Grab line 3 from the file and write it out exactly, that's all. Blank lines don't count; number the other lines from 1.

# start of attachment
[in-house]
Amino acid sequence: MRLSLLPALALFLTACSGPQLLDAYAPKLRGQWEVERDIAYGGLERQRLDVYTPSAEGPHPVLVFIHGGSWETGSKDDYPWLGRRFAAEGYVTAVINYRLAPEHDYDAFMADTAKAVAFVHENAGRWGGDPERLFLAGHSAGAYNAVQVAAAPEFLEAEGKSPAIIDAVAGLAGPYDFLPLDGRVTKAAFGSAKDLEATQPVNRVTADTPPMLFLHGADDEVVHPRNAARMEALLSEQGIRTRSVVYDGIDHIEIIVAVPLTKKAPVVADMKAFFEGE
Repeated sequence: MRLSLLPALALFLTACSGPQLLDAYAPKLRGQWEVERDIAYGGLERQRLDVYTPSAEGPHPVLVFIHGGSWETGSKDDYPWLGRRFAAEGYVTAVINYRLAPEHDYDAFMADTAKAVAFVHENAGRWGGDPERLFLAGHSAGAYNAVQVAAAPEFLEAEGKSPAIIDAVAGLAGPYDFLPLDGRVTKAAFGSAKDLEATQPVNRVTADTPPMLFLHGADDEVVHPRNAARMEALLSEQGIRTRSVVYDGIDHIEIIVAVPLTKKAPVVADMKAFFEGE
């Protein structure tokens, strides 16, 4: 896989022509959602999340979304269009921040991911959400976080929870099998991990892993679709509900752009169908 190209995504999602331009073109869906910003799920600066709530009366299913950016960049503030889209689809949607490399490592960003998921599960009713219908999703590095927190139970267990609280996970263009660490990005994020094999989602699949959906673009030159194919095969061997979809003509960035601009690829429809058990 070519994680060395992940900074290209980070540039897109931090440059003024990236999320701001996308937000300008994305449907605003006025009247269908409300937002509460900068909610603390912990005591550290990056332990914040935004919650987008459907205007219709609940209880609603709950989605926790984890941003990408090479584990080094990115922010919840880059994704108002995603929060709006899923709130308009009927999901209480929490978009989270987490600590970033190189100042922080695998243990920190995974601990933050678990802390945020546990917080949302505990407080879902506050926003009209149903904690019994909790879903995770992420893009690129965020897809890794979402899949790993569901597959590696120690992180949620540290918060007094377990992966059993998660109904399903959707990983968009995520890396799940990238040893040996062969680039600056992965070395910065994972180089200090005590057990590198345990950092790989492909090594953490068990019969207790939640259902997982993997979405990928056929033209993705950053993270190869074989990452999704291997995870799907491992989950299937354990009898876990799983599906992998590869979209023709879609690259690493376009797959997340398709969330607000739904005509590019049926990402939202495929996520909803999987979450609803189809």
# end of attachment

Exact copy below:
Repeated sequence: MRLSLLPALALFLTACSGPQLLDAYAPKLRGQWEVERDIAYGGLERQRLDVYTPSAEGPHPVLVFIHGGSWETGSKDDYPWLGRRFAAEGYVTAVINYRLAPEHDYDAFMADTAKAVAFVHENAGRWGGDPERLFLAGHSAGAYNAVQVAAAPEFLEAEGKSPAIIDAVAGLAGPYDFLPLDGRVTKAAFGSAKDLEATQPVNRVTADTPPMLFLHGADDEVVHPRNAARMEALLSEQGIRTRSVVYDGIDHIEIIVAVPLTKKAPVVADMKAFFEGE